The Chicago school board unanimously adopted a contract with the city teachers’ union last week, heading off a strike in the nation’s third-largest district that had been slated to begin Dec. 4.
Members of the Chicago Teachers Union approved the four-year deal the day before the board acted. The contract provides 4 percent annual raises for most educators, though paraprofessionals will receive slightly more. It also seeks to improve working conditions and provides a better health-care package, according to Deborah Lynch, the president of the 33,000-member union.
Union members had rejected a five-year agreement last month, the first rebuff of its kind in the CTU’s history. The opponents cited the long length of the contract, higher health-insurance expenditures, and added time on the job without pay as reasons for voting it down. While top union leaders recommended the five-year deal, the House of Delegates had urged a walkout, and members of the rank and file were preparing for such an action.
“Throughout the negotiating process, we’ve stayed committed to reaching an agreement that is good for teachers, students, parents, and taxpayers,” said Michael W. Scott, the school board’s president. “The new contract has a strong compensation packet, provides a solid framework for maintaining our financial strength, and, most importantly, assures our students and parents that we’ll have four more years of labor peace.” School board members weren’t the only ones expressing relief.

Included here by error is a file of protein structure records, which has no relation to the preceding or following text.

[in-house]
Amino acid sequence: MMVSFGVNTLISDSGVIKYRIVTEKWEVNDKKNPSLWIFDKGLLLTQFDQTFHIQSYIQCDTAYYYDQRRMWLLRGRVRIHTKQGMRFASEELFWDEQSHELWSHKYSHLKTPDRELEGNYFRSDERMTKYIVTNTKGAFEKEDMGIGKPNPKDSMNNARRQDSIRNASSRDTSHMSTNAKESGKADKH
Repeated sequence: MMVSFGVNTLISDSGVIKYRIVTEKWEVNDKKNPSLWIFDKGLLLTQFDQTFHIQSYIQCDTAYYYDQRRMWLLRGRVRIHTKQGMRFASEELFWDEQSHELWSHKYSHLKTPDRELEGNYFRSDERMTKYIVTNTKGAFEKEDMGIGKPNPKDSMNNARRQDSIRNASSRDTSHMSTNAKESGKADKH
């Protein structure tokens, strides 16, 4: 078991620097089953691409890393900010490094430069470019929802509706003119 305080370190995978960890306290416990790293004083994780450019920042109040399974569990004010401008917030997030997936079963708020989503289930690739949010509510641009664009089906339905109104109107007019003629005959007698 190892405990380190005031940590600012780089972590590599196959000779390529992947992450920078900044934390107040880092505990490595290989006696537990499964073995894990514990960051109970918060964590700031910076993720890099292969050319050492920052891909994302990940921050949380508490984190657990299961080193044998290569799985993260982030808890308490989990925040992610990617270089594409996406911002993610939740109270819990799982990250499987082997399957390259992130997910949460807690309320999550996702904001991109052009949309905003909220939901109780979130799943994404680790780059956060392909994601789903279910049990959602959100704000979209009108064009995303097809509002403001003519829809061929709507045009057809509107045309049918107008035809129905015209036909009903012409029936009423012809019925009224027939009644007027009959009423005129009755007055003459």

“No one wanted to go on strike—that was a given,” said Otis Harris Jr., who teaches 6th grade at Thorp Scholastic Academy. Most educators have finally established a groove with students by the holidays, he added, which could have been jeopardized if teachers had walked out.
Ms. Lynch, however, said taking a strike vote was necessary to move talks forward. “Only when the threat of a strike was realized was there movement,” the CTU president said. “In a 17-and-a-half-hour-long marathon, the 10 demands we had on the table became 10 victories.”
Not everyone was happy with the pact.
Only 55 percent of the CTU members who voted approved the contract. The organization is affiliated with the American Federation of Teachers.
Some union members said the deal passed only because they were forced to choose between agreeing to the proposal or voting for a strike that would have begun just three weeks before Christmas.
Those were the only two options listed on the ballot, said Theodore T. Dallas, a veteran educator who teaches horticulture at the 1,200-student Wells Community Academy and is the chairman of the United Progressive Caucus. That camp of the local union held power for years until Ms. Lynch and her allies took over in 2001.
Others voted against the contract because they still didn’t like the length of the agreement and the cost of health insurance, or had hoped for bigger raises, he said.
“I believe [the school board] really took advantage of us,” Mr. Dallas said.
Mr. Harris, however, countered that the contract was the best possible option. “I do think I’m worth more than 4 percent,” he said, “but in days in which the economy is tight, you have to accept reality.”